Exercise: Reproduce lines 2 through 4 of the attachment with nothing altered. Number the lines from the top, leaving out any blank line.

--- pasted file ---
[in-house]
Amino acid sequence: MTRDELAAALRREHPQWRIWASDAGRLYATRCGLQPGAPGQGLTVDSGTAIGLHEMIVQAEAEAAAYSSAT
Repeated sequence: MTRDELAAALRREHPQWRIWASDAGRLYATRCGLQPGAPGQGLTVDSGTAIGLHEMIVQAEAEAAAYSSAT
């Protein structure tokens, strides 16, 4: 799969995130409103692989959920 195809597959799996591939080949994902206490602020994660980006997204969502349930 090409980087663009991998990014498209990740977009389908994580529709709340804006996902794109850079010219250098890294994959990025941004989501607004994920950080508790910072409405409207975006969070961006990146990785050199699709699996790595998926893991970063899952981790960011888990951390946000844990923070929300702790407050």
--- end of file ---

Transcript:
Amino acid sequence: MTRDELAAALRREHPQWRIWASDAGRLYATRCGLQPGAPGQGLTVDSGTAIGLHEMIVQAEAEAAAYSSAT
Repeated sequence: MTRDELAAALRREHPQWRIWASDAGRLYATRCGLQPGAPGQGLTVDSGTAIGLHEMIVQAEAEAAAYSSAT
């Protein structure tokens, strides 16, 4: 799969995130409103692989959920 195809597959799996591939080949994902206490602020994660980006997204969502349930 090409980087663009991998990014498209990740977009389908994580529709709340804006996902794109850079010219250098890294994959990025941004989501607004994920950080508790910072409405409207975006969070961006990146990785050199699709699996790595998926893991970063899952981790960011888990951390946000844990923070929300702790407050």